Fingerprints found on a car in which a young man was shot dead in Windhoek at the start of 2011 did not match the prints of two American men being prosecuted in connection with the killing.
A member of the Namibian Police’s crime scene unit, warrant officer Paulus Namhindo, testified in the Windhoek High Court this week that he found fingerprints on the driver’s side door of the car in which the 25-year-old Andre Heckmair was found killed in a dead-end street in Klein Windhoek on 7 January 2011.
Namhindo said he also found palm prints on the roof of the car above the driver’s door.
He lifted the fingerprints and palm prints and later received the fingerprints of the two men accused of murdering Heckmair, Americans Marcus Thomas and Kevan Townsend, for comparison with the prints from the vehicle, Namhindo told judge Christie Liebenberg on Monday. The prints found on the car did not match the prints of the two charged men, he said.
While being questioned by defence lawyers Salomon Kanyemba and Mbanga Siyomunji yesterday, Namhindo added that he did not compare the prints lifted off the car with the fingerprints of Heckmair or of police officers and paramedics who visited the scene where Heckmair had been found shot.
On a question from Siyomunji, Namhindo also agreed that the prints he found on the car could have been left by someone linked to the murder of Heckmair.
The state is alleging that Thomas and Townsend – both currently aged 37 – travelled from the United States to Namibia in late December 2010 to carry out a plan to kill Heckmair, who had lived and worked in New York City during 2010.
Thomas and Townsend, who were arrested on the evening of 7 January 2011 at the guest house where they were staying in Windhoek West, are denying guilt on six charges, including counts of murder and possession of a firearm and ammunition without a licence.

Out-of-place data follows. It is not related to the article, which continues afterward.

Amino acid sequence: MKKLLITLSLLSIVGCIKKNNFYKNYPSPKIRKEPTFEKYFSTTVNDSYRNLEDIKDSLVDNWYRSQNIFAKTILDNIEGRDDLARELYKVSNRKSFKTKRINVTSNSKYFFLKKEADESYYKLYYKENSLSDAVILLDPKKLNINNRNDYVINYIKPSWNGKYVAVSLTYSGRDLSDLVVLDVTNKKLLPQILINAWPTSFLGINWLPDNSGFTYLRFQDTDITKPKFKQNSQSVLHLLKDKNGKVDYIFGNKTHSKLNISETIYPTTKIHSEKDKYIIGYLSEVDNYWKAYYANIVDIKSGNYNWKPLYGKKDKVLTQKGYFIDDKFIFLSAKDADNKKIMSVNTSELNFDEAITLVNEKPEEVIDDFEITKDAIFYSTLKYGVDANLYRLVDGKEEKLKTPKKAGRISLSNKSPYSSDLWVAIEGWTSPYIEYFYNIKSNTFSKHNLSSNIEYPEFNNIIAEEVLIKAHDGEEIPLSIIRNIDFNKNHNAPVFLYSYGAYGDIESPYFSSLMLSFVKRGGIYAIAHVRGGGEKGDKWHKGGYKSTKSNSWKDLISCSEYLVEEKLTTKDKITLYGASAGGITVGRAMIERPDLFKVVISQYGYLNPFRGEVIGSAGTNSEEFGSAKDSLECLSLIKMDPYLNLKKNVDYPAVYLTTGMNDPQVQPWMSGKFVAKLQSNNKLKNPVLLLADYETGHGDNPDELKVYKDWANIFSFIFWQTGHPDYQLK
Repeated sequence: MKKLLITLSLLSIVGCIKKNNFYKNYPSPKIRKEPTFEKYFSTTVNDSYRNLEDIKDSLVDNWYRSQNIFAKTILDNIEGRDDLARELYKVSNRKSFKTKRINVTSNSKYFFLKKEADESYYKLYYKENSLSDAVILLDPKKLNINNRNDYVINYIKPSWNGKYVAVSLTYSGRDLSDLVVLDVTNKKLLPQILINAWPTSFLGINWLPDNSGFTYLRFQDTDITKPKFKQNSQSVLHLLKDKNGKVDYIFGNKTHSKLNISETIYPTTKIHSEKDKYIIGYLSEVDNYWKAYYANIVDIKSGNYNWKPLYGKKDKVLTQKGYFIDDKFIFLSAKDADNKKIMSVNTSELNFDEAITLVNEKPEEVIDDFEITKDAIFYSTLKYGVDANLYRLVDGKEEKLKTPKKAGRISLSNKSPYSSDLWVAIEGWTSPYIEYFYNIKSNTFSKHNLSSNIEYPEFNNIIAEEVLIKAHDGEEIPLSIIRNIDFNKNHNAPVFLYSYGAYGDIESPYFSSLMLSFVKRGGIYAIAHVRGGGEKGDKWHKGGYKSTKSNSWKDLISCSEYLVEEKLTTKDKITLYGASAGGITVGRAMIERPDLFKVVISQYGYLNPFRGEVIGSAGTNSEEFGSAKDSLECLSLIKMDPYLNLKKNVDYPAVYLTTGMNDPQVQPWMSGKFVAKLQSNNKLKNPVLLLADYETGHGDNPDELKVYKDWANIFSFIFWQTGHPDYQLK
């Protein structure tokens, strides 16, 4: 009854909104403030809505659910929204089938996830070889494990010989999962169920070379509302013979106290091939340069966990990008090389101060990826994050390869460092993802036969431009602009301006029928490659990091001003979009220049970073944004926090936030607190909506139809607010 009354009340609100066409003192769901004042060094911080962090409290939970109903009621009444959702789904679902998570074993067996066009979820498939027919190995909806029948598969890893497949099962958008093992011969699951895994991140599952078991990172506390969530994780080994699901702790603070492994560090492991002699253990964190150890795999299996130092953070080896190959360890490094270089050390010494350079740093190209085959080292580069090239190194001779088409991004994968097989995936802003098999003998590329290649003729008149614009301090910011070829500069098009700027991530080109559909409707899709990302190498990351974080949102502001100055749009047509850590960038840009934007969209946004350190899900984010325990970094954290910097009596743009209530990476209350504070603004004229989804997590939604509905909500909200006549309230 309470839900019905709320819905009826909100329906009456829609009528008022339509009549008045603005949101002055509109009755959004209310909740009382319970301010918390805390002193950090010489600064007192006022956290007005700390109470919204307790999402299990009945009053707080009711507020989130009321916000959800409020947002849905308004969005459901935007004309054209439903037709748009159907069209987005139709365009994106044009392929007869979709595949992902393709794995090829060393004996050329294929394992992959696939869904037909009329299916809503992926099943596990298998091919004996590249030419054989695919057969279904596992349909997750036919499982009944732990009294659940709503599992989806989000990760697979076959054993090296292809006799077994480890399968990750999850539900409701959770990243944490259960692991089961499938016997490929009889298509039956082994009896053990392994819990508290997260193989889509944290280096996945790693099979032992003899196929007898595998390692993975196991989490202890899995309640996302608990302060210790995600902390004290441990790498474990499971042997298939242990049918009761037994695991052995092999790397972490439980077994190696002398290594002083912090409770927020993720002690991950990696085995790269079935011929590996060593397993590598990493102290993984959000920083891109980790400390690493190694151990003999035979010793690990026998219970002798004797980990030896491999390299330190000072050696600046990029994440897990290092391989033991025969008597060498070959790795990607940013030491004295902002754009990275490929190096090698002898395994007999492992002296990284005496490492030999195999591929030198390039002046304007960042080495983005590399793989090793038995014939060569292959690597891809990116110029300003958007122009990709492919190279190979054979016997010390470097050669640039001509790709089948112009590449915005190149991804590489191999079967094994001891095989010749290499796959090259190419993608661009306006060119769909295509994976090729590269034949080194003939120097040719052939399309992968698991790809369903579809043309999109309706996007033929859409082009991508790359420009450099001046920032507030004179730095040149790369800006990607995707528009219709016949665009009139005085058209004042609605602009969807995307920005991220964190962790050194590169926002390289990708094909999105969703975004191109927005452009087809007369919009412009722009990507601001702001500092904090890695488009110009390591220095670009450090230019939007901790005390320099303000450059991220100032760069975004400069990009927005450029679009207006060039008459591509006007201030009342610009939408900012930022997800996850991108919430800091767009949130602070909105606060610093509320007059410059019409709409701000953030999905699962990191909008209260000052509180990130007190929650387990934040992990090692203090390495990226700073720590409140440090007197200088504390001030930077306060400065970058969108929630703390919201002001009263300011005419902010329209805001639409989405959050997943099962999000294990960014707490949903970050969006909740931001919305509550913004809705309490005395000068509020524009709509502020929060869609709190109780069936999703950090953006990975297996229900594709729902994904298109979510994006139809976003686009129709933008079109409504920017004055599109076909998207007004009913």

Their trial started before Liebenberg in November 2014, and has been marked by several delays since then.
On Monday, another state witness, Paulus Uukongo, told the court he was employed by a freight services company and stationed at Hosea Kutako International Airport when Thomas and Townsend collected a parcel from him on 28 December 2010.
Uukongo said the parcel had been sent to Thomas from Helsinki in Finland, and he received it at the airport on 22 December 2010.
He recounted that a customs officer inspected the parcel before it was handed to Thomas. The parcel contained a detachable table leg, also described as a metal pipe, in which there was a “small hollow black pipe” that Thomas pulled halfway out, telling the customs officer that the object was also a spare part for a table, Uukongo said.
Police officers who previously testified in the trial have told the court a table leg was discovered in the two accused men’s guest house room after their arrest, and that a firearm silencer was discovered hidden inside the table leg when it was inspected more closely at the office of one of the detectives who investigated the killing of Heckmair.
Kanyemba, who is defending Thomas, told Uukongo during his cross-examination that the inspection by a customs officer did not happen, and was something that Uukongo had been coached to relay to the court. Uukongo denied the accusation.
Kanyemba added that Thomas is not denying he imported a table leg into Namibia, but is saying that whatever was found in the table leg was not imported by him as well.
Testimony about the discovery of a firearm silencer in the table leg was made up by the police and the state, Kanyemba said.
This claim did not go down well with the judge, who warned Kanyemba to be careful about what he as an officer of the court was saying about the state, which is represented by deputy prosecutor general Antonia Verhoef.
Verhoef indicated yesterday that the state has reached the end of its case, which it expects to close when the trial continues today.